Browne, Richard (1605-1683) (DNB00)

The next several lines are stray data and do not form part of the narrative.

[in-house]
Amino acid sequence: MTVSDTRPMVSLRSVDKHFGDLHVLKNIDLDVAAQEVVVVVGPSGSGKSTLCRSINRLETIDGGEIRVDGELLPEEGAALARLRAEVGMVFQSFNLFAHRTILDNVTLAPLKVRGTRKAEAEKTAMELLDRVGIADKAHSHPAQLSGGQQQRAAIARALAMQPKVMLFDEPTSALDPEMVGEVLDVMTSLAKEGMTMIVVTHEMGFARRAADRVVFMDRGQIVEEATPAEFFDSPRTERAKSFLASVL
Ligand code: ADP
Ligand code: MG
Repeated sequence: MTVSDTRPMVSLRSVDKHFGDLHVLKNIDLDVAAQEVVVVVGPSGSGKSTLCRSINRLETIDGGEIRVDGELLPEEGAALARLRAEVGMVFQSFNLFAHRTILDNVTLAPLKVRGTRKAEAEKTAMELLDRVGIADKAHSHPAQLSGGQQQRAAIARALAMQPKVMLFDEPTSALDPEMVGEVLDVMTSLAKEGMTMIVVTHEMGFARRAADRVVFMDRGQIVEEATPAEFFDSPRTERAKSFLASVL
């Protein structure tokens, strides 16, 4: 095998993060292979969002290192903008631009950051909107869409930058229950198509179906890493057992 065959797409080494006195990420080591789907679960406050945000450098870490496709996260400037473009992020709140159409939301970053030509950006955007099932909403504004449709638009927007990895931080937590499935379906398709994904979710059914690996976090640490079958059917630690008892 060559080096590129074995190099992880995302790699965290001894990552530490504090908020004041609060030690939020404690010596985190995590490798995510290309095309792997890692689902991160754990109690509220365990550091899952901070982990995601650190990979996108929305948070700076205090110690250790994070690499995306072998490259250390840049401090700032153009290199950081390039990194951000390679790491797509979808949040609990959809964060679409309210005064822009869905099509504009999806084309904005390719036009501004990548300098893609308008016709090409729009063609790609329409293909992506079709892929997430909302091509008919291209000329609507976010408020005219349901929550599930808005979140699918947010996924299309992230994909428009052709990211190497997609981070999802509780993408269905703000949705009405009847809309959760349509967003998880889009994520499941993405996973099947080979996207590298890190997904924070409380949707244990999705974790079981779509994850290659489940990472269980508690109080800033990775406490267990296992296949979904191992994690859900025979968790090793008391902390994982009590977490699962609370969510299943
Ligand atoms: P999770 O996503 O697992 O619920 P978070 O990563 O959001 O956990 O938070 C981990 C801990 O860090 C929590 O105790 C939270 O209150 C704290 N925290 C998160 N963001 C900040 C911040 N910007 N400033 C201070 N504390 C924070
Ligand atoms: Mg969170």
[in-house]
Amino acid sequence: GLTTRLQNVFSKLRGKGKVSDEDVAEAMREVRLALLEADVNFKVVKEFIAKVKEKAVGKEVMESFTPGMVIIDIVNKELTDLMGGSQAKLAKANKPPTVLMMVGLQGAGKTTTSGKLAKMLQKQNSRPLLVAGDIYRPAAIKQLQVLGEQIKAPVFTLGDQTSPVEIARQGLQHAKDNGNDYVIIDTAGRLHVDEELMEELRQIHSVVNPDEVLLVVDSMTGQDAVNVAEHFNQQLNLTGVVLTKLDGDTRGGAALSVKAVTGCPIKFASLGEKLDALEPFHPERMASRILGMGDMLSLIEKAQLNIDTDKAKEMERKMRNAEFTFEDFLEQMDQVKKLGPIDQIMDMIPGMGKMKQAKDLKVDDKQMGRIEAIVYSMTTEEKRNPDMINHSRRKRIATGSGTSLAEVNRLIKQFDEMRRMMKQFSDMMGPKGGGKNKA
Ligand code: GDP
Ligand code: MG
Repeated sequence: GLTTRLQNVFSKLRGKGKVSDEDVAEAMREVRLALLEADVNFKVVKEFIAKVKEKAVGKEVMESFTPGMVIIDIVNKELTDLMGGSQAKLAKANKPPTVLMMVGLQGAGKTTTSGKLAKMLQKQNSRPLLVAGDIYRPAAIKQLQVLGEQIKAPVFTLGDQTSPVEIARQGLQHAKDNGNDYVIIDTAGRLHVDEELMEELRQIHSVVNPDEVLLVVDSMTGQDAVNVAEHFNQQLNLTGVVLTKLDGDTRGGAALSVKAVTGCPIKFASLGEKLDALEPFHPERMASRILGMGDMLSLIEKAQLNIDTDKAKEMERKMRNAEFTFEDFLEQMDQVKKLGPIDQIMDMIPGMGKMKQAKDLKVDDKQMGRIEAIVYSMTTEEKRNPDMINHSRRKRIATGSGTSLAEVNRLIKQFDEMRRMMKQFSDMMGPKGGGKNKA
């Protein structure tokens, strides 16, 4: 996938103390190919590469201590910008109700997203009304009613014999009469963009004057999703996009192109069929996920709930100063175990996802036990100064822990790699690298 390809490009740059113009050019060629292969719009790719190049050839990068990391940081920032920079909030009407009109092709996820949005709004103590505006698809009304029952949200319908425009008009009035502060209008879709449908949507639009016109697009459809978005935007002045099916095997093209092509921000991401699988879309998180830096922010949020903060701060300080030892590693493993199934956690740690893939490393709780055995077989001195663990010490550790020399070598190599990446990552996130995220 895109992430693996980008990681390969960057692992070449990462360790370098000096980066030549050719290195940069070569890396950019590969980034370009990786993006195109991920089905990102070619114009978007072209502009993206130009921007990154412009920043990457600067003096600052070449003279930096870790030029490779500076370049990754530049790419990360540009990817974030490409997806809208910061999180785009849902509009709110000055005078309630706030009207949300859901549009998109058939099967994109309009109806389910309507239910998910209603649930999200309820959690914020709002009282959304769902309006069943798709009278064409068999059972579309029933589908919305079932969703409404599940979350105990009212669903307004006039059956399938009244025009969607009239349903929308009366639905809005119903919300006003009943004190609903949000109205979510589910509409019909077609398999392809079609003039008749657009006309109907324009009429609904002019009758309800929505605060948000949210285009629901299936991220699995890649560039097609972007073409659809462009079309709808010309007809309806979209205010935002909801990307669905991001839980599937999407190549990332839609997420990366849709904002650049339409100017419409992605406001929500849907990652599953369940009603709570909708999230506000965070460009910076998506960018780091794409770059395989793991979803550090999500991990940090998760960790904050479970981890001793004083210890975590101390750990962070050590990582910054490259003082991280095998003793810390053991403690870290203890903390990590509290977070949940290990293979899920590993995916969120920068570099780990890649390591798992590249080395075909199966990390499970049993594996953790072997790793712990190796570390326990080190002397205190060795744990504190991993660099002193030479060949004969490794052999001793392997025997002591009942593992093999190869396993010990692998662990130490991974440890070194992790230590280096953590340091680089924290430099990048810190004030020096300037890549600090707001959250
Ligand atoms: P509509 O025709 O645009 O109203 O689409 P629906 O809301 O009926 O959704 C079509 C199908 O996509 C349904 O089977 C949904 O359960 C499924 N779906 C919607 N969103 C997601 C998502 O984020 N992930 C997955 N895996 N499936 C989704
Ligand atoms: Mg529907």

BROWNE, Sir RICHARD (1605–1683), diplomatist, born in 1605, was the only son of Christopher Browne of Sayes Court, Deptford, and Thomasine Gonson, whose father and grandfather, Benjamin and William Gonson, had been treasurers of the navy. The father of Christopher, Sir Richard Browne, knight, was in the service of the Earl of Leicester while governor of the Netherlands, and held the appointment of clerk of the green cloth under Elizabeth and James I. Richard Browne was educated at Merton College, Oxford. After travelling on the continent, and especially, as it would seem, in France, he returned to England, and was sworn clerk of the council to King Charles I on 27 Jun. 1640–1. In the same year he was sent on two diplomatic missions, to the Queen of Bohemia and the Elector Palatine, and to Henry Frederick, prince of Orange. In July 1641 Browne entered on the chief occupation of his life, being at that date appointed king's resident at the court of France, in succession to the Earl of Leicester. This appointment he held for no less than nineteen ycars, acting as the representative both of Charles I and of his exiled son. Browne was a staunch royalist, and has he loyalty was thoroughly tried. During the whole of his diplomatic career in France he seems to have been practically obliged to give his services gratuitously. More than once he is found writing anxiously for some payment of his allowances, while on one occasion he complained bitterly that he had not even ‘the wherewithal to provide himself out of mourning a new coat and liveries.’ The sum due to him for his allowance as resident was stated, after the Restoration, to amount to 19,732l., of which only 7,668l. had been paid or deducted as a fine on the lease to him of Sayes Court. An attempt made in 1649 by Augier, ‘the agent for the rebels,' to bribe the king’s resident if he would ‘serve the new state, and discover what came to his knowledge of the Louvre councils,' was, however, indignantly repelled. ‘I replied,' wrote Browne at the time, ‘that I took it very ill that he or any should dare to make any such overture to me . . . that I held his masters the most execrable villains that were ever upon the face of the earth, and that if his majesty—now that I had spent my whole estate in this my last eight years’ service—were neither able nor willing to use me, I would retire into some remote, cheap corner of the world, where, feeding only upon bread and water, I and mine would hourly pray for his majesty’s re-establishment.’ But probably Browne’s greatest service in the eyes of the royalists was his maintenance of the public service and liturgy of the church of England during the exile of the English king. In his large house in Paris, Browne erected a chapel which was much frequented by many well-known English divines and other exiles. On the Trinity Sunday of 1650 John Evelyn was present at a service in this chapel, when the ordination took place of two Englishmen—Durell, afterwards dean of Windsor, and Brevint, afterwards dean of Durham; the Bishop of Galloway officiated, and the sermon was preached the Dean of Peterborough. It is recorded that divers bishops, doctors of the church, and others who found an asylum in Browne’s house at Paris, were accustomed, in their disputes with papists and sectaries, at a time when the church of England seemed utterly lost, ‘to argue for the visibility of the church,' solely from the existence of Browne’s chapel and congregation. About 1652–3 Browne also purchased a piece of ground for the interment of protestants who died in or near Paris.